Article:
Günnur Ege Bilgin

Welcome! I am a Ph.D. student in Economics at the University of Bonn.

My main research field is microeconomic theory, with a particular interest in applied theory such as matching, political economy and applied mechanism design.

Email: gunnurege@uni-bonn.de

Curriculum Vitae


Working Papers

Available upon request

  • School Choice Meets Student Placement: Priorities, Fairness, and Semi-Flexible Capacities (joint with Orhan Aygün)
    We analyze a special case of the student placement problem, where students have a centralized exam score as well as they're exogenously prioritized at some programs, which defines a lower bound on their assignment. We show that preserving priorities, combined with limited capacities of programs is incompatible with fairness. As a result, if a designer aims to respect the priorities as well as fairness, creating additional capacities is inevitable. However, it usually is undesirable to deviate from the target capacities, and the traditional notion of fairness results in excessive deviations from the target capacities. In line with preventing unnecessary additional capacities, we define a relaxed notion of fairness. With capacity respecting fairness (q-fairness), a candidate who is ranked within the original capacity of a program among the application pool is never assigned to a worse alternative. We also define the q-fair Modified Choice Function for programs and show that the deferred acceptance algorithm induced by the q-fair Modified Choice Function produces a stable outcome, is strategy-proof, and minimizes the deviation from the target capacities of the programs.

  • Decentralized Many-to-One Matching with Bilateral Search
    In this paper, I analyze a finite decentralized many-to-one search model, where firms and workers meet randomly. In pursuance of adapting the many-to-one matching markets in the search environment, I introduce a new assignment matrix for the centralized markets. In line with the existing literature, stable matchings of the many-to-one market can be enforced as search equilibria. However, in many-to-one search, firms collect workers in a cumulative manner. For this reason, unlike centralized matching markets, the collective structure of the firms affects the search process fundamentally. Furthermore, although stability in many-to-one markets can be analyzed through their related one-to-one markets, the many-to-one search model is essentially different from its related one-to-one counterpart. One sufficient condition for the equilibria in many-to-one markets to coincide with the equilibria of the related one-to-one market is that firms have additively separable utility over workers.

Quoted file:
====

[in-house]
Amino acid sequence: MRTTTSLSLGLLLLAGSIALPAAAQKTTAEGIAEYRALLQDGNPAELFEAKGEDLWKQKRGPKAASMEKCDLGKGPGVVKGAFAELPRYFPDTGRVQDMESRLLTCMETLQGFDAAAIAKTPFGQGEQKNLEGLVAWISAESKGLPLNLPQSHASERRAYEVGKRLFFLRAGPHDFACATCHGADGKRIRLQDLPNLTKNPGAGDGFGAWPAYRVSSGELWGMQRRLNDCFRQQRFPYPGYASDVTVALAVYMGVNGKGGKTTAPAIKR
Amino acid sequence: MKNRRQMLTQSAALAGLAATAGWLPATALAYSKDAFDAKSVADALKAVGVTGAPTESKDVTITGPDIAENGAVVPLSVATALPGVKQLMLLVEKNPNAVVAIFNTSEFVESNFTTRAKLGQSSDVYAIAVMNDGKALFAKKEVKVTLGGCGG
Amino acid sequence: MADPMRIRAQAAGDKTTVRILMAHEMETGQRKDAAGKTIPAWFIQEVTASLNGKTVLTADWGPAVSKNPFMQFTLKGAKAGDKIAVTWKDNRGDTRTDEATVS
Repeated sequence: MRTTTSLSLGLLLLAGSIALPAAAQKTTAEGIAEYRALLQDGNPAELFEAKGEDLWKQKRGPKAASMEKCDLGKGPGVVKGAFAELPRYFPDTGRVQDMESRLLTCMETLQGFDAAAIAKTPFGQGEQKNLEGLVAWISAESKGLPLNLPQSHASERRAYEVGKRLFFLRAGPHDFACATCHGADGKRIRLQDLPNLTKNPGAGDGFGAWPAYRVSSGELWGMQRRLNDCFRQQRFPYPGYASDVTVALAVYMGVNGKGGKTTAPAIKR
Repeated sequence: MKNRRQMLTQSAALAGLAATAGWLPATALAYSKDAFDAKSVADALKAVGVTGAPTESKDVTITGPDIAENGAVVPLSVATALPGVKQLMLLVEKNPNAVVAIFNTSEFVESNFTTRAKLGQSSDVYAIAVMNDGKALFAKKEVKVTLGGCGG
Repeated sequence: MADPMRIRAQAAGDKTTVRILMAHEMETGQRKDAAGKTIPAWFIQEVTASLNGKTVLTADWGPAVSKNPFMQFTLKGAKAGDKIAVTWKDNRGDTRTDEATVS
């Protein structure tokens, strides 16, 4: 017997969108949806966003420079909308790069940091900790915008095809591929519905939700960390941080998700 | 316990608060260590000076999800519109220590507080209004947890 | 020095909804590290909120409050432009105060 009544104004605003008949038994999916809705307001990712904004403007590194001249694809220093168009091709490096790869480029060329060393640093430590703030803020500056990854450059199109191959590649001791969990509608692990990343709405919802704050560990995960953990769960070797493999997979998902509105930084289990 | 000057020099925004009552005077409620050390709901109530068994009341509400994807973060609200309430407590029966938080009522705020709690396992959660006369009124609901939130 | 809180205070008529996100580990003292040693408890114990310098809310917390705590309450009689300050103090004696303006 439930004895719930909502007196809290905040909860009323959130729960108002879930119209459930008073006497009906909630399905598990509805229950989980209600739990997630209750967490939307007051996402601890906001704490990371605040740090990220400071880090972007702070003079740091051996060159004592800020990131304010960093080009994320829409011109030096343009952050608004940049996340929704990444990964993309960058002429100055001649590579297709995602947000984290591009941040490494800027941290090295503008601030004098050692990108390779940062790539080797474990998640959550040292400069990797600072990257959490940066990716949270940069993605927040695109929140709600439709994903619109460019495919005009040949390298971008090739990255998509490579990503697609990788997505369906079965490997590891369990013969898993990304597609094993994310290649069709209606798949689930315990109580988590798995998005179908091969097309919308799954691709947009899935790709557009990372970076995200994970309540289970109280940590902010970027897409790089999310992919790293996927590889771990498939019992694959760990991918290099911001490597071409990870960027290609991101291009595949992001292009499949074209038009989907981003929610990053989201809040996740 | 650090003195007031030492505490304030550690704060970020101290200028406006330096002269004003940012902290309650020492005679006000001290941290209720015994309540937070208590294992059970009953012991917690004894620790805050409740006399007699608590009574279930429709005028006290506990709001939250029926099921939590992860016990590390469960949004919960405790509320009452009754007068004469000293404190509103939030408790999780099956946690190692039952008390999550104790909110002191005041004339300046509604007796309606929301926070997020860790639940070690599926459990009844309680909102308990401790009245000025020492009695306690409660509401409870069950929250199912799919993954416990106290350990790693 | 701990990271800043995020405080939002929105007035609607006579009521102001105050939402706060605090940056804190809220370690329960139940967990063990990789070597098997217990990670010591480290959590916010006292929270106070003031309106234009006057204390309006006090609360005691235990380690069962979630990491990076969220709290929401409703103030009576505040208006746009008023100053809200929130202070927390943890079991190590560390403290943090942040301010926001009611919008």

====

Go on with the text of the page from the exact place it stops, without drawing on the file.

Work in Progress

  • Voting under Salience Bias and Strategic Extremism (joint with Cavit Görkem Destan)
    In the last decade, we have seen populist leaders in many countries such as the USA, Hungary, and Brazil following extreme policies. While most theories suggest that moving to the center from the extremist policies would increase the vote share, moderation does not occur. We believe that limited attention can explain the recent extremism. We create a model of voters with limited attention and the unique equilibrium is extremism in at least one policy. We also show via empirical evidence such that voters focus more on extreme policies and overweight the importance of those issues.


  • 2021/2022 EC 101 - Introduction to Microeconomics at Bogazici University Summer School

  • 2020/2021 EC 101 - Introduction to Microeconomics at Bogazici University Summer School